Or Eden Revisited
Phyllis Tribble writes about the garden in the Song of Songs as the redemption of the brokenness in the garden of Eden.
In all of their readings, like the primary biblical text God is an incorporeal actor.
And the serpent is, well tricky, or perhaps tricksy.
The serpent has gotten such a bad rap through the ages that it's hard for even a die-hard feminist to redeem (him? her? it?).
I'm imagining another story altogether, one in which the serpent and tree are lovers entwined in an eternal sinuous embrace. Snakes are after all warm to the touch, the side effect of being cold-blooded. The snake would protect the tree from invasive pests and the tree would share her fruit.
So what would these ancient and eternal lovers think about the new born-of-clay partners with whom they now share their garden?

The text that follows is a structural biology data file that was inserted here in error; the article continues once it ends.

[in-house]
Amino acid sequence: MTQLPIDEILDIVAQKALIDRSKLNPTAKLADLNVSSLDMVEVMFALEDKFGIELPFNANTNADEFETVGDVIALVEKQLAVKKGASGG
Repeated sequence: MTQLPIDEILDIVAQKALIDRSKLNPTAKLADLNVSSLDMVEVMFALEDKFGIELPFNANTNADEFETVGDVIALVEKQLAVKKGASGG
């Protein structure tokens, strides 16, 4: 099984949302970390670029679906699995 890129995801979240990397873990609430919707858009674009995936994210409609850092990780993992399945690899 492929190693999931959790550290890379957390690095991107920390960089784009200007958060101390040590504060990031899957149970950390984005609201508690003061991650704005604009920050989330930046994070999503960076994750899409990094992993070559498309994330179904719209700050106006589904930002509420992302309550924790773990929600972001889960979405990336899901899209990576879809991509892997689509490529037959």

Perhaps the Divine instruction - if there was one - was for the new lovers to learn from the old lovers how to live at peace with one another and their environment.
Perhaps the human-man coveted the sweet fruit of the tree-goddess. Perhaps he blamed her lover for tempting his lover. Perhaps he imagined an invisible all-powerful God who denied him his deepest desire.
Something dies in that garden. Not the humans - not yet, not the Tree - she is there waiting, not the serpent - he has been transformed into something nearly unrecognizable.